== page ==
In 2014 he made a deal to help Valeant purchase Allergan Pharmaceuticals — without owning any Valeant stock. Instead, he bought Allergan stock and pushed the other shareholders to accept a merger. They did not. Being swallowed by Valeant, a so-called platform company that had a business model based on slashing research-and-development spending, hiking prices, and growing by acquisition, was not attractive to these shareholders.
Ackman had a great trade anyway, though, when Actavis bought Allergan away from Valeant for approximately $66 billion, a nice premium from where it was trading.
Ackman bought some Valeant stock in early 2015, and it became Pershing’s biggest position. Things were great until, in October, accusations of misbehavior from a short seller, combined with government scrutiny over drug-price gouging, brought the stock crashing down.
Valeant was forced to change its business model; it would have to sell more drugs at lower prices. Its distribution channel for high-margin products, a mysterious pharmacy called Philidor, was dismantled by January.
Pershing Square was down 20% in 2015 in large part because of this disaster, but Ackman was unmoved. He said the market was wrong. The value is real; the environment is wrong. So Ackman held on. Finally, after Valeant had fallen from a high of $263.81 to around $8, Ackman finally admitted he was wrong and sold his stake in the company. It is estimated that Ackman took a $4.6 billion loss.
Post Valeant, Pershing was now managing around $12 billion. Valeant Pharmaceuticals was responsible for a large portion of the decline in assets under management (AUM).
However, despite this setback Ackman has since soldiered on and regained all of these losses, having one of the best returns among large fund managers in 2019 and 2020. He was one of the few to hedge his positions and limit his losses significantly as the COVID-19 pandemic unfolded.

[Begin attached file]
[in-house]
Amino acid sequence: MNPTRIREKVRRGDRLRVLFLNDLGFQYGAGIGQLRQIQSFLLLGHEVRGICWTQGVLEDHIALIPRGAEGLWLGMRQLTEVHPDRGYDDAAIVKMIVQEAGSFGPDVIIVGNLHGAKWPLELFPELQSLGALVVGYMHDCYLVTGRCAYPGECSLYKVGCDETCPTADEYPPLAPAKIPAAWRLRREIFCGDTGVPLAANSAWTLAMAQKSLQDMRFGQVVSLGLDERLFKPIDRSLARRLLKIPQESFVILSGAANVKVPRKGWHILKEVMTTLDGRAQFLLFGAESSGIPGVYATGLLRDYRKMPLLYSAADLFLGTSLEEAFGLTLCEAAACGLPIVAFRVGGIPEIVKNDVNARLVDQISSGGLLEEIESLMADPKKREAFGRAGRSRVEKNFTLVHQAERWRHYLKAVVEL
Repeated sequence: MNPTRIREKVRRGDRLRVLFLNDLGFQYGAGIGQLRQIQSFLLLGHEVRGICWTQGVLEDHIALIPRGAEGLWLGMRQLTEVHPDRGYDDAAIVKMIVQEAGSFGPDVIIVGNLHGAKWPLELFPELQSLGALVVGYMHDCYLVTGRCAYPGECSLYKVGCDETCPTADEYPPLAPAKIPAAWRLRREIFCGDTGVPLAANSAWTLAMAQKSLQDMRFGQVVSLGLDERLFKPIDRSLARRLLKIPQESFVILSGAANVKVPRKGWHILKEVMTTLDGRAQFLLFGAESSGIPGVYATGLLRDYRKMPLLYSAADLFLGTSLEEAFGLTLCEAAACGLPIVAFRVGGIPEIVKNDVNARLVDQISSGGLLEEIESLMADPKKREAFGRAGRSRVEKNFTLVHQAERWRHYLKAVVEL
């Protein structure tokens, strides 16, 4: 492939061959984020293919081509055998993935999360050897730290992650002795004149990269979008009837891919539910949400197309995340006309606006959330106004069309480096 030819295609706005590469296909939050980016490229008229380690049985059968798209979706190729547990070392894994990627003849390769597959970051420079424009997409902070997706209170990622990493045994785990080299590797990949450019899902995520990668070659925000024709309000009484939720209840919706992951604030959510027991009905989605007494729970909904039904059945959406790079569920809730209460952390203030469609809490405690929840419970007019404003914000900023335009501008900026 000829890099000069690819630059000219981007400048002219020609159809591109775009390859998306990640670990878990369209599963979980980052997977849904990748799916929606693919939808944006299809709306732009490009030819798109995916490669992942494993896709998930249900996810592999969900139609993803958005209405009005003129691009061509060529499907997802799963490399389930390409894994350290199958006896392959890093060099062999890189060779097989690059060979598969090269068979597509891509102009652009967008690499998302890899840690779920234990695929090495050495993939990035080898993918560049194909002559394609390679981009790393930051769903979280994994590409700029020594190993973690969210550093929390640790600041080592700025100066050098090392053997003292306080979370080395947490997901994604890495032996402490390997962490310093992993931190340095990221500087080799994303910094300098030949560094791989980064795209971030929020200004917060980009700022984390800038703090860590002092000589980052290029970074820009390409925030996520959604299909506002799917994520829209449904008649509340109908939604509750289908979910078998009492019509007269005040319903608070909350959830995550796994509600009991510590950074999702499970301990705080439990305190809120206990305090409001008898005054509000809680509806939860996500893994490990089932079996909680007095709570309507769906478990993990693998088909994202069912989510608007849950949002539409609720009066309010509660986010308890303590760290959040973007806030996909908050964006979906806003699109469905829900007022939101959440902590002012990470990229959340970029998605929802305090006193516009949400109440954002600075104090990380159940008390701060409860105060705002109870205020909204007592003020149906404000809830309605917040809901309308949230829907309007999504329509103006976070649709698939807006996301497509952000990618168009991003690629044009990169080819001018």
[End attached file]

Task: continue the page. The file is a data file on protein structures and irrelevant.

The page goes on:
Pershing Square’s performance over the years
Here is Ackman on dealing with failure:
“So I’ve always had this view that success is not a straight line up. If you read the stories of successful people, almost every successful person has had to deal with some degree of hardship, whether that hardship is personal hardship, health-related hardship, or a business issue. I’ve always had the view that how successful you are is really a function of how you deal with failure. If you deal with failure well and you persist, you have a high probability of being successful. So I’ve always kind of had that view, and then I’ve had to apply it to myself certainly a few times. I always like to say that experience is making mistakes and learning from them, and I’ve had the benefit of having made a lot of mistakes.”
What lessons did Ackman learn from these experiences?
“It’s interesting. In my first fund, I had a partner who remains a very good friend. The stress of the ending was enough for him that he just didn’t want to continue and do it again, where I was excited to kind of rebuild and go forward. My business plan was just to make a little progress every day. If you make a little progress every day, eventually that compounded progress will dig you out of the hole. What is difficult is you find yourself in a hole, whether it’s an investment hole or in your personal life or otherwise, it seems incredibly daunting to get back to, if you will, where you were. You’re looking up at this peak where you were before, and it’s just, you’re never going to get there. But if you don’t focus on the peak and you just focus on one step at a time making progress, eventually as the weeks go by, just make a series of smart, thoughtful decisions, use good judgment, stay healthy, eventually you climb your way out of the hole.”
This is an amazing attitude to have. And it is the type of resilience that all traders, new and experienced, need to have in order to persevere with bad times in the markets.
Even the greatest traders and investors of all time make mistakes that have led to some debilitating hits. It is how a trader responds that matters. As we have seen from these huge losses, risk management is key to live to play another day and minimize the impact of errors. However, having the will to persevere, to keep improving, and showing up for work every day, even when things have not gone to plan, that is perhaps the most important trait of great traders. As Bill Ackman states, success is not a straight line. Focusing one step at a time making progress is what is important.
You have actually become a school. I could use some more specific trading ideas, but — in general — I like your teaching.
p.s. — lifetime member of Bullseye Trade
Thank you Jeff